Friday Fundamentals: Style Sheet


Keeping a style sheet.

To ensure consistency, for each manuscript the editor must keep an alphabetical list of words or terms to be capitalized, italicized, hyphenated, spelled, or otherwise treated in any way unique to the manuscript. Changes that are made simply for consistency with house style need not be noted on the style sheet.

Special punctuation, unusual diacritics, and other items should also be noted on the style sheet. Not only the author but also the publisher may need to refer to the style sheet at various stages of editing and production.

CMoS, 16th ed., p. 72

One of my personal pet peeves as an editor is inconsistency. The tiniest details are the things I will go back over a manuscript (often using CTRL + F) and look for specifically, even after I think I’m done with it.

So, I create a style sheet for the different stories I work on, if the author doesn’t have one already.

I do style sheets a little differently because there’s often more information than what the CMoS* suggests that I want to have at quick reference. This is particularly important if I work with the author regularly on stories set in the same world. I’m fairly good at remembering the details, but having a style sheet handy makes it much easier to confirm if my memory was correct or not.

For example, a couple of weeks ago, I started copyediting the second set of stories for Jay Requard’s Manwe the Panther series. I hadn’t worked on stories set in this world since February, so I needed to refresh some details. Manwe’s world is politically detailed (they’re in the middle of a rebellion) with complex characters, so I need to be able to keep track of which characters align with what side…and if they ever change alliances.

The image below is the information I started gathering on one of the characters in the short stories set that coming soon from Falstaff Books.

Screen Shot 2016-07-07 at 5.31.43 PM

As you can see, I have it laid out in a pretty simple table — about, description, and other. This is different from what a lot of editors do, from what I’ve seen, in that I prefer table format to list format.

In the “About” section, I collect essential profile-type information, the main ideas. The “Description” section is pretty self-explanatory. The “Other” section is for things I might want to refer back to, or things that stand out to me as unique about the character.

I also include information about how things work in the particular world, how things are spelled, common terms (often with a brief definition), and other information that I may find useful at some point.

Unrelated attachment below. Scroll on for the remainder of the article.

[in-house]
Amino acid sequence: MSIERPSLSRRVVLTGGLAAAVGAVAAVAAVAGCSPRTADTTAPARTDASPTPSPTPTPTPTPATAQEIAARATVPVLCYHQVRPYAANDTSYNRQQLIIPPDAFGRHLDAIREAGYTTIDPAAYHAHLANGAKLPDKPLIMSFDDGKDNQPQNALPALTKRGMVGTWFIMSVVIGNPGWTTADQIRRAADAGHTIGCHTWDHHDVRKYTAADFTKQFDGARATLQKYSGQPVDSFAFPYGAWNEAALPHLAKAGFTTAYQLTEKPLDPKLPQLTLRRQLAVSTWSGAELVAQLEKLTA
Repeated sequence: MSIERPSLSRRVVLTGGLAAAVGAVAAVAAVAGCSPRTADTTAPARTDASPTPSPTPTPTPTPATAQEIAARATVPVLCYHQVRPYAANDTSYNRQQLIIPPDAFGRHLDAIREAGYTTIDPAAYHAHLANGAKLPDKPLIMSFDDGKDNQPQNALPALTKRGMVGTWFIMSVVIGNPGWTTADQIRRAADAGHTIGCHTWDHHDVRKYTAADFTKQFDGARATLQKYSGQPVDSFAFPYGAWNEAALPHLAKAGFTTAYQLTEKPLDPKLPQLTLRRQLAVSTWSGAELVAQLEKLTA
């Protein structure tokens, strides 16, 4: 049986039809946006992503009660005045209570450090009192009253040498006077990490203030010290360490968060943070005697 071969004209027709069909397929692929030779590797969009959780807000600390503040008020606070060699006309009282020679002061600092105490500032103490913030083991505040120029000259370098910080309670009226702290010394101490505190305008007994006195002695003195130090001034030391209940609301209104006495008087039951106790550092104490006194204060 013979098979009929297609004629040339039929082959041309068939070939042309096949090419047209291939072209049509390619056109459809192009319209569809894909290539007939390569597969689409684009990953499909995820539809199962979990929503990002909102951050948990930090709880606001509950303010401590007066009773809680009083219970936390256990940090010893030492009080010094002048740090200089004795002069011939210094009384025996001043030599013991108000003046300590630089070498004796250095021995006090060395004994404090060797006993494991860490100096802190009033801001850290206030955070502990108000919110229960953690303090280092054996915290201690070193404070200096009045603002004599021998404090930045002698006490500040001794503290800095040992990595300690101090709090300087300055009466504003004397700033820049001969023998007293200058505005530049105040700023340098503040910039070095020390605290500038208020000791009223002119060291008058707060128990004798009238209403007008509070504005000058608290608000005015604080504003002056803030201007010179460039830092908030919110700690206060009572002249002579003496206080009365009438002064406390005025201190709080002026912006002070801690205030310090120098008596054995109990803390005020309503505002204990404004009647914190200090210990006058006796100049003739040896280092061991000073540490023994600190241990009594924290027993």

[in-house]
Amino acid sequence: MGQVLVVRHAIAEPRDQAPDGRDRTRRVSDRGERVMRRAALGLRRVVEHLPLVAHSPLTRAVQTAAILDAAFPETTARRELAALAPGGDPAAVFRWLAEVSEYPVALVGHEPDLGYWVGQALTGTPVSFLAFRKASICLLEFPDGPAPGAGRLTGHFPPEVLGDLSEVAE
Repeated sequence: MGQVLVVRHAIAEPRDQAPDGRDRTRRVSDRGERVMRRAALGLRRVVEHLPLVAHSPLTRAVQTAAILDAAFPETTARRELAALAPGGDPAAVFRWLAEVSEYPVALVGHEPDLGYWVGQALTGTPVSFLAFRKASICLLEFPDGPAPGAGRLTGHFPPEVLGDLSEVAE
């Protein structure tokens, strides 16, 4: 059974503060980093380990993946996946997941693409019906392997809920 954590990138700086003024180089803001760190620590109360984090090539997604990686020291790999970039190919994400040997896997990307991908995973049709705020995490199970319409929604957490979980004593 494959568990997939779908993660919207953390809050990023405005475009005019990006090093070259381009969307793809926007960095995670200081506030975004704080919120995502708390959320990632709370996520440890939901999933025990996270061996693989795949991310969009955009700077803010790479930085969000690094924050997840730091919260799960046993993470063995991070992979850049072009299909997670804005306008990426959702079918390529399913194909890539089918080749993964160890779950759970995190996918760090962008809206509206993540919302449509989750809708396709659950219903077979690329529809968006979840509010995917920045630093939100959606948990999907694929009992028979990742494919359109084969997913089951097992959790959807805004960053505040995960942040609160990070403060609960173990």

In the image below, I have a selection pulled up from the Cybil Lewis world, created by Nicole Givens Kurtz. I was just recently editing Cozened, the second book in the Cybil series, which comes out next month. (The first book, Silenced, is available now.) This series is a futuristic sci-fi where the main character is a P.I. solving cases and kicking butt. The image below shows some of the terms unique to the world (p-drive) as well as spelling and capitalization preferences for the series (tee-shirt, JPEG).

Screen Shot 2016-07-07 at 5.39.29 PM

In this example, I have the items in the table organized by category.

My process for completing these is that I generally scribble notes on paper as I edit — otherwise I would have to use three different screens and that’s just awkward — and then transfer it over to Evernote. If you’ve ever seen me on a panel or talked to me about gadgets and technology, you’ll know that I am a HUGE fan of Evernote (and, no, they don’t pay me to say that…I just love it!) and I use Evernote for pretty much everything.

I can create a notebook for the series and then within that notebook create notes for the individual pieces I want to include. I can then tag them in different ways. One way I like to tag them in this case is by story. For example, I have worked on five stories in the Manwe the Panther world, so if a character appears in multiple stories, I will add a specific tag for each story. Then I can see if that character appeared in, for example, story number four. In the example of the Latian Lion above, I haven’t added any tags because the set of stories where he appears isn’t complete yet. I add those tags last.

I can also create a table of contents for the notebook if I want as well. It automatically creates links each note in the notebook. This is especially useful if I have lots of notes in the notebook and don’t want to scroll.

One of my favorite features is to tell Evernote to sort alphabetically or by recent use. This is helpful if I am working in the same couple of notes but not using others.

I can also use their “work chat” function, share the notes and notebooks, attach files, and link to Google Drive files. This way I can share what I’ve created easily with the author or other editors.

So, in the comments, tell me how you’ve used style sheets and how you’ve structured them — especially those of you who’ve worked with a variety of publishers. I’ve only gotten to see a few style sheets from New York publishers, and this kind of thing is mighty interesting to me!

Until next time,



1 comment to Friday Fundamentals: Style Sheet

  • I am so, so sorry about what you’re going to face with our book. I promise that going forward we’ll be more consistent in style. There are two of us, so not only are we likely not fully consistent as individuals, I’m certain we’re not doing some things the same way between us. I know, for example, that em-dashes are going to be a nightmare. I am very excited about the whole Evernote thing and am off to check it out right now!